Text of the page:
It will be seen at a glance that that case is no authority for the position taken by counsel for the appellants. There the appellants voted upon the facts presented to them. They had no knowledge outside of those facts. They acted, in a sense, judicially. Mere proof that they made a mistake in judgment as to the legal significance of those facts is no proof whatever of willfulness, or of a specific intention to commit a wrong. Men's judgments may differ upon the probative value of facts. Two men, equally honest, may draw different legal conclusions from the same facts. Proof that the appellants decided one way and not another is no evidence that they decided wrongly. Proof that they were actually wrong in their judgment upon the facts is no proof of intention to commit a crime. But, even if it were, the knowledge or the intent to commit a crime need not be proved specifically. It may be inferred from circumstances. The case at bar is quite different in its essential nature from the one cited. In the case at bar there is no requirement that the appellants' judgment be exercised.   There is no necessity for the drawing of inferences or the use of discretion upon facts presented. As we have already stated, the appellants knew the law and knew the facts. The act of voting was, therefore, done knowingly and willfully.

Neither can the case of the United States vs. Lopez (14 Phil. Rep., 155) be successfully cited in favor of the contention of the appellants. The court in that case said (pp. 156-158);
"Paragraph 7 of section 29 of the Election Law reads:

" 'Any person who knowing that he is disqualified assumes any office shall be punished by a fine of not less than five hundred pesos nor more than one thousand pesos.'

"It is an undoubted fact that the accused, according to an official letter signed by a deputy of the provincial treasurer of Occidental Negros (folio 14), was required to pay the land tax due for the year 1905 on the 19th of July, 1907, and for that purpose delivered on the same day, a Friday, to Pedro Puentebella, who was in charge of his estate, the sum of P110.52, which was the amount of the tax owed by him, to be paid by the latter to the municipal treasurer. On the following day, Saturday, the 20th of July, as the accused was going by the house of his manager, on his hacienda, he asked him if the said tax had been paid to the aforesaid treasurer, to which Puentebella replied in the affirmative, whereupon Lopez went on his way in the direction of Silay. This appears from the testimony of the defendant, confirmed by his manager Puentebella, although it is also a fact that the aforesaid amount was not paid into the municipal treasury, nor did the treasurer receive it on the said date for the reason that Puentebella failed to find the said official when he called at his office and the money was delivered to Simplicio Adeva, a clerk in said treasury, and believing that the latter had turned it over to the said treasurer, Puentebella, when questioned on the following day, the 20th of July, by the accused, Marciano Lopez, replied that the tax had been paid as ordered by him.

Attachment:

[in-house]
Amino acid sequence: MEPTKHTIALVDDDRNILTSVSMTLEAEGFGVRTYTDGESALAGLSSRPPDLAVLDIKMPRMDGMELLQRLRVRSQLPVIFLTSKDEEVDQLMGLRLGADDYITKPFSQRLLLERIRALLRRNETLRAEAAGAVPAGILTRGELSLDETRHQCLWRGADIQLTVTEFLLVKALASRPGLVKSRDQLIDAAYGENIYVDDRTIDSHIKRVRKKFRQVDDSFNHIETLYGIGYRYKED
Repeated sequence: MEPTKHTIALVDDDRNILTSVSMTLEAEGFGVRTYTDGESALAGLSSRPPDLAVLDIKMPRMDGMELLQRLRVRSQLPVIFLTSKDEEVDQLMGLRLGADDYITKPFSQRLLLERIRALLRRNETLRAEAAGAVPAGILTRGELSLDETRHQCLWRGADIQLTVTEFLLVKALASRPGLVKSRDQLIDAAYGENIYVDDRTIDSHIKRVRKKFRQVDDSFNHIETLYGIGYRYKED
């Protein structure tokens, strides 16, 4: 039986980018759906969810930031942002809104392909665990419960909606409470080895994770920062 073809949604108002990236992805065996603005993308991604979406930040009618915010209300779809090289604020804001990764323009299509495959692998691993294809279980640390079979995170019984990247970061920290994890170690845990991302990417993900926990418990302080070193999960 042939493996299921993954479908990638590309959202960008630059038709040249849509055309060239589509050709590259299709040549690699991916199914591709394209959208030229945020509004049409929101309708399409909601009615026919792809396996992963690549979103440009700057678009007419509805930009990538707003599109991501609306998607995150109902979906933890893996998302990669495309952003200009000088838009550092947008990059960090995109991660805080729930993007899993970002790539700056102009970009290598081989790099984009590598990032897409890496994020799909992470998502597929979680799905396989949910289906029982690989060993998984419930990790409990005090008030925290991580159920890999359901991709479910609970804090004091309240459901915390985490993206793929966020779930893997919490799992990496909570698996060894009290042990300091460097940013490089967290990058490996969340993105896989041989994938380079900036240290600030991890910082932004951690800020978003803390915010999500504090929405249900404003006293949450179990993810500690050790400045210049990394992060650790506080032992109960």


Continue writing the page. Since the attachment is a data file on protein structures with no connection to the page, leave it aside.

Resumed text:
"From the foregoing facts which have been duly proven it would appear that when the accused took the oath on the morning of Monday, the 22d of July, and took possession of the office of acting municipal president of Silay, he did so believing that he was not a delinquent taxpayer, and that he had paid his indebtedness three days before, basing his belief on the affirmative answer given him by his manager when he asked the latter on the following day if the sum handed him on the day before had been paid into the municipal treasury.